As a result, many of the water canals are now running dry because of unchecked and illegal mining activities and deforestation. Locals describe the devastation to the riverbeds, “The river resembles a war zone at night,” said Ghulam Qadir Bhat, resident of Odura village and head of a local village council in Shopian. “Throughout the night, the sound of heavy earthmovers robs us of our sleep.”
The cries of this destructive way of life often go unheeded and are outright ignored by the government. In the Al Jazeera report, resident Mohammad Yusuf Wagay, a farmer from Odura village took his complaint to the local government. The response was chilling. “When we raised the issue with the administration, we were asked to shut our mouths and threatened with police cases,” he said.
This type of colonialism will have a cascading effect, when the crops fail, people are forced to compete for the lowest wage jobs with outsiders, the same types of jobs that destroy the rivers’ vital watersheds, further destroying the livelihoods of Kashmiris.
Foreign Investment, but only for the settlers
India was a victim of the British colonial empire, and they suffered because of that economic system, which is why it is disheartening to see New Delhi adopt the same colonial strategies their former overlords used.
World Expos are clever bits of national propaganda. They serve to highlight the various innovations and industries of a nation, while also downplaying the systemic issues of oppression of those nations. At the height of the British Empire – in 1851, the expo was held in London. The centerpiece of the Crystal Palace was an enormous steel and glass greenhouse that promoted the ingenuity of the empire. What was not displayed, was the undeniable human rights abuses, and wholesale pillaging of resources by the Empire.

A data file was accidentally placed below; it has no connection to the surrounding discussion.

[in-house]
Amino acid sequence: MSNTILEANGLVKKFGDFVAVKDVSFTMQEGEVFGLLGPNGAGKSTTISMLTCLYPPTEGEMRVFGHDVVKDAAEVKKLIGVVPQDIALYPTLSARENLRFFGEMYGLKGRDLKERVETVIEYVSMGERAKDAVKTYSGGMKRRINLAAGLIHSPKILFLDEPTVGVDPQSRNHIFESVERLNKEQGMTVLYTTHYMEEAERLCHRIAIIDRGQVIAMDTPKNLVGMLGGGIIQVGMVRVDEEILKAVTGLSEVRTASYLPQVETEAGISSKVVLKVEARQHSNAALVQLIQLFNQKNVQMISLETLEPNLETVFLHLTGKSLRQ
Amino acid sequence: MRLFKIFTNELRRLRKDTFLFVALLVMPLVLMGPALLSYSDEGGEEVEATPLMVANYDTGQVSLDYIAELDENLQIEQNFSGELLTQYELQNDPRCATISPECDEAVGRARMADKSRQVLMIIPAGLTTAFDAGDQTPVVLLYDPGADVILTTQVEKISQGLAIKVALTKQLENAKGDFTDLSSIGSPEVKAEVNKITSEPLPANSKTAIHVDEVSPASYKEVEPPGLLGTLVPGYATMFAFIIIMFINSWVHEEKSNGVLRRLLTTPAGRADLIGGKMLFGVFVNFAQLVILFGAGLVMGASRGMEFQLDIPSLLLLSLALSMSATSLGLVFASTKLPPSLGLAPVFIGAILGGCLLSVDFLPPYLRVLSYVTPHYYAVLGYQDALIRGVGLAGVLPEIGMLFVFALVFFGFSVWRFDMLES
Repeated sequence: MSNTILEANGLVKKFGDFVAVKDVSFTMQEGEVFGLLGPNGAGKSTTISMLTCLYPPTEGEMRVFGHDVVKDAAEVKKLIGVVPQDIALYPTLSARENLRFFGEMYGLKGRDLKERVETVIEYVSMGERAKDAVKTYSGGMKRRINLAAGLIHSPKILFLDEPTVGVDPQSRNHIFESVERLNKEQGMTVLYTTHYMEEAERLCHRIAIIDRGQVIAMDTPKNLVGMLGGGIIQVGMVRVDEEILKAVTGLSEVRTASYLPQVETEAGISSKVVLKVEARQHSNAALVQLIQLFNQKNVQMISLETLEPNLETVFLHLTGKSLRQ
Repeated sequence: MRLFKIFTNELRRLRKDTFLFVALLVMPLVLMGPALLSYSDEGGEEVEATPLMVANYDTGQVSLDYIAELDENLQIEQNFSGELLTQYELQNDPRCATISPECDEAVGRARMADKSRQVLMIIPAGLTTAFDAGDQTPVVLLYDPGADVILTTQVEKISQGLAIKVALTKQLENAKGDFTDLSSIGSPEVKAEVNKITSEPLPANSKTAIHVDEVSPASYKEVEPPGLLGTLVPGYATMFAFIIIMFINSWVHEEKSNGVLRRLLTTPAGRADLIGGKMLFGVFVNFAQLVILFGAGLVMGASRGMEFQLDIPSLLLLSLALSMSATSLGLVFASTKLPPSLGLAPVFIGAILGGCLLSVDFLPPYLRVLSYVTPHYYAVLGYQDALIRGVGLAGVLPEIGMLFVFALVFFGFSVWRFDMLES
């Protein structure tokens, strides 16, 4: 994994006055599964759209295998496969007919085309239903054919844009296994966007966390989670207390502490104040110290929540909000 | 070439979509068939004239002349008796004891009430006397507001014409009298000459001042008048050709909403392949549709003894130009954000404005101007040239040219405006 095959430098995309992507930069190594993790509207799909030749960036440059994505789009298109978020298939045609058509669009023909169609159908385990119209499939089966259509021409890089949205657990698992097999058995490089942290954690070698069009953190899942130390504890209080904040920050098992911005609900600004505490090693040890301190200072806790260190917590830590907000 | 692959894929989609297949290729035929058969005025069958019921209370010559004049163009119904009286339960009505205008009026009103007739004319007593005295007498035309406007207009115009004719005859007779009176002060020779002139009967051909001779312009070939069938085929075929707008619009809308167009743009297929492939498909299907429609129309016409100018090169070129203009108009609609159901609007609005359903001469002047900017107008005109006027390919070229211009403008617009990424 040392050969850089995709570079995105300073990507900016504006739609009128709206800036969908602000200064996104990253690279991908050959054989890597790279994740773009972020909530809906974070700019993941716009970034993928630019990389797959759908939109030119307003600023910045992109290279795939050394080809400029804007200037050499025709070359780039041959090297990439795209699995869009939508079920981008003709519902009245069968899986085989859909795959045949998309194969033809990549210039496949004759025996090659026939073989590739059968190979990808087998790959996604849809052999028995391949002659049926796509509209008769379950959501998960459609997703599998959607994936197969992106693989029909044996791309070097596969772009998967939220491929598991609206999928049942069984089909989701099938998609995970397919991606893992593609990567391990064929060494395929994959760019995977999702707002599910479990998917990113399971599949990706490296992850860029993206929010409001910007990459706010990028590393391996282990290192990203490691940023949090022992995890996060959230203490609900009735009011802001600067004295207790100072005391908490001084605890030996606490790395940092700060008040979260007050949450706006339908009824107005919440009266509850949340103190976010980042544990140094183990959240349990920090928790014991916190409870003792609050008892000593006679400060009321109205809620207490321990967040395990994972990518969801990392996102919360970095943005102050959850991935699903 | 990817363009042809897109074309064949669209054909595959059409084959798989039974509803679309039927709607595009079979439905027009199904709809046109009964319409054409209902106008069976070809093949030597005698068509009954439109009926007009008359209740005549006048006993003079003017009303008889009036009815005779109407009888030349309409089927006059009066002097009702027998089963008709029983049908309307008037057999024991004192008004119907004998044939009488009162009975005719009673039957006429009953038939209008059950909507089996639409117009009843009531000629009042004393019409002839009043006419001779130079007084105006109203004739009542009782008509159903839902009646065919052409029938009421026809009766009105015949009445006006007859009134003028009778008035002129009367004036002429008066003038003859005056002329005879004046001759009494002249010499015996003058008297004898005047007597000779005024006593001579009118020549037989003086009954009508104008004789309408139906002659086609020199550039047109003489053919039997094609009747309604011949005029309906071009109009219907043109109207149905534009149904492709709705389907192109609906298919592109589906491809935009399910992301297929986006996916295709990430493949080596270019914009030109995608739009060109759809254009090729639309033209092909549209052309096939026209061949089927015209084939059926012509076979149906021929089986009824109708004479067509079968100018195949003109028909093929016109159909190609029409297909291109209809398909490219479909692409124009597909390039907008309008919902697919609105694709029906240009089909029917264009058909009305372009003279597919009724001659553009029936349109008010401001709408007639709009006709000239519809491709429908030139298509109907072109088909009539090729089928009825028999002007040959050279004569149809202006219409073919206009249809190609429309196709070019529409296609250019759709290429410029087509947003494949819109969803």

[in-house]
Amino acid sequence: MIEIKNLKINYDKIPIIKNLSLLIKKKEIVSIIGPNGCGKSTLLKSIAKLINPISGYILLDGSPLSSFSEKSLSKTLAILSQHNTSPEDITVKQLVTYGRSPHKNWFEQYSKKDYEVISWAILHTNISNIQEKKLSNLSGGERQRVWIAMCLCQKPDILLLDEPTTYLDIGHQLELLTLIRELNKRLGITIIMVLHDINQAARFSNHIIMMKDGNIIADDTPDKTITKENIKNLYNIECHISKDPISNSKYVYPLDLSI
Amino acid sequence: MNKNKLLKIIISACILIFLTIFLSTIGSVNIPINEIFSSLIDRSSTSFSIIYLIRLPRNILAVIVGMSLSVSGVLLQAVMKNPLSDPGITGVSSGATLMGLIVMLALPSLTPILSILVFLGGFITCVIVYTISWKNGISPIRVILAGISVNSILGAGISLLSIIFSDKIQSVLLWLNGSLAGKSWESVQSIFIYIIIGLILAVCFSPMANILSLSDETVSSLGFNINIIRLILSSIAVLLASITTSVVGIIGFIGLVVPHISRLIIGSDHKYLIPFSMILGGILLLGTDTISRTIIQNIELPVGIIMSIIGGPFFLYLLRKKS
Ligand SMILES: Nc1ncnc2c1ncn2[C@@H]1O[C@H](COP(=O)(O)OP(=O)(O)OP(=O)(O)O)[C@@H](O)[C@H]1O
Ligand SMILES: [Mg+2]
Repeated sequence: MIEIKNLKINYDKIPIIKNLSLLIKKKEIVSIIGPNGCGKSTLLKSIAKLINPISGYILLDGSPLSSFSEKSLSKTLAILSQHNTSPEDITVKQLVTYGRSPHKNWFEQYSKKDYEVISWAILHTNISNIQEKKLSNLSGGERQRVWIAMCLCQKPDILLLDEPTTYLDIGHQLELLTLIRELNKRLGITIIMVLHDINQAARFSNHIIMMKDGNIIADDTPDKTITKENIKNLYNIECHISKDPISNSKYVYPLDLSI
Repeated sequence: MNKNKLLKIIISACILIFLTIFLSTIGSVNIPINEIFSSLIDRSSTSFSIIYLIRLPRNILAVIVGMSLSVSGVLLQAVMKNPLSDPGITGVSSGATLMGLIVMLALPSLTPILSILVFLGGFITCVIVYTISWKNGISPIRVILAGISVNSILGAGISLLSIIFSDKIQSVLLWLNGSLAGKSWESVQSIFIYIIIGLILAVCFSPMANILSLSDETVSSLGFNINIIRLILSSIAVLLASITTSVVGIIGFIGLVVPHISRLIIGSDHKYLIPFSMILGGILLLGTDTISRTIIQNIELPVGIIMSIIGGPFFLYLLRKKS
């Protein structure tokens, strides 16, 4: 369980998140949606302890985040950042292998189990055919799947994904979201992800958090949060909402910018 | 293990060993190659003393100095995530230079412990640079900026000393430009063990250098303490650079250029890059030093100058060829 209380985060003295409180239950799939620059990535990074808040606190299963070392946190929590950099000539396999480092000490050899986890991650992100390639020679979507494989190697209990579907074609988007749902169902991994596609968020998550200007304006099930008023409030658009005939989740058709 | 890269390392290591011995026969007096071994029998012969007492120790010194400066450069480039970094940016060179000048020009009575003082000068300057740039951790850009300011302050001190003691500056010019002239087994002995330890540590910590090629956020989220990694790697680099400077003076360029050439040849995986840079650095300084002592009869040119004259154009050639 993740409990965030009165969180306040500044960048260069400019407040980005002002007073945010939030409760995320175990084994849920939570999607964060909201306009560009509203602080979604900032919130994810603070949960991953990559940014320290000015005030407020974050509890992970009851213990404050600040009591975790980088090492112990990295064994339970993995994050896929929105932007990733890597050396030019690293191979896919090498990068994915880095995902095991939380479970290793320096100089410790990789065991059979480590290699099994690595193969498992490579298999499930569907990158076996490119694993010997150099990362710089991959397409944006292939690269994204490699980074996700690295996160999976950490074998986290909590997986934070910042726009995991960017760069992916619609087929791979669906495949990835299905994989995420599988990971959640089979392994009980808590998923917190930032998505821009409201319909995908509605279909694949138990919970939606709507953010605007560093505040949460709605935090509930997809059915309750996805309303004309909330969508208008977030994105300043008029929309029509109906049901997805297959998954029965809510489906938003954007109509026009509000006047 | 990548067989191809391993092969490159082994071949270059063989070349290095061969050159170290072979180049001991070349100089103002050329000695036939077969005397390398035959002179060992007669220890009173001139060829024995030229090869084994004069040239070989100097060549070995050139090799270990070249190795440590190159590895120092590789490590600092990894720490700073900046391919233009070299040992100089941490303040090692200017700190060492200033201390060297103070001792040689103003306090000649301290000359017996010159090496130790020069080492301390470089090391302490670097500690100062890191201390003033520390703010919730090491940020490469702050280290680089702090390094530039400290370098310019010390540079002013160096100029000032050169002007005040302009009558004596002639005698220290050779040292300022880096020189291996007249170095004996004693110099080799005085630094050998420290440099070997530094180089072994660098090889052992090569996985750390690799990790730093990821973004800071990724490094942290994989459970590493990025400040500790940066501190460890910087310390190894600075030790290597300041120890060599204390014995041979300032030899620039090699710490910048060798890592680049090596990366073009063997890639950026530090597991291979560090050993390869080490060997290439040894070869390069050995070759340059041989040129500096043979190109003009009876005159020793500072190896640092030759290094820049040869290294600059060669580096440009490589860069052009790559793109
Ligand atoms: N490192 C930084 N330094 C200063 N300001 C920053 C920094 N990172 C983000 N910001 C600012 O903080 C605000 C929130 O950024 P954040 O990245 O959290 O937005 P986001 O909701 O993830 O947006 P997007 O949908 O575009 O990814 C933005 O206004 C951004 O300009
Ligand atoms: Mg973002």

With that in mind, it seems only appropriate that the 21st century Expo was held in Dubai. The Emirates and India engage in significant levels of trade, with the Emirates being India’s third-highest trading partner. Conversely, India is the UAE’s second-highest trading partner.
During the expo, Kashmiri land was auctioned off for development, three hotels, valued at over $100 million and a 500,000 sq foot mall are to be developed. Saffron, another key Kashmiri crop, was also being commodified and sold off to the UAE and other international markets.
Final thoughts – stopping colonialism before it’s too late
Colonialism leaves deep and lasting scars. The land is ruined, and lives are uprooted and destroyed. Real human rights abuses and crimes linger long in the mind of history.
Unfortunately, colonialism often succeeds because it is profitable. Lands can be conquered, and the resources are taken by the colonizer. Africa, the Americas, Australia, and Asia, still grapple with colonialism’s long reach.
The only way to stop it is to make it unprofitable. It is why there must be an economic cost levied upon India in the form of economic sanctions and tariffs until Kashmiri autonomy is restored.
Without any action of this kind, India is free to continue its heavy-handed exploitation of Kashmir – until its native populations are displaced or weakened and doomed to lives filled with poverty and tragedy.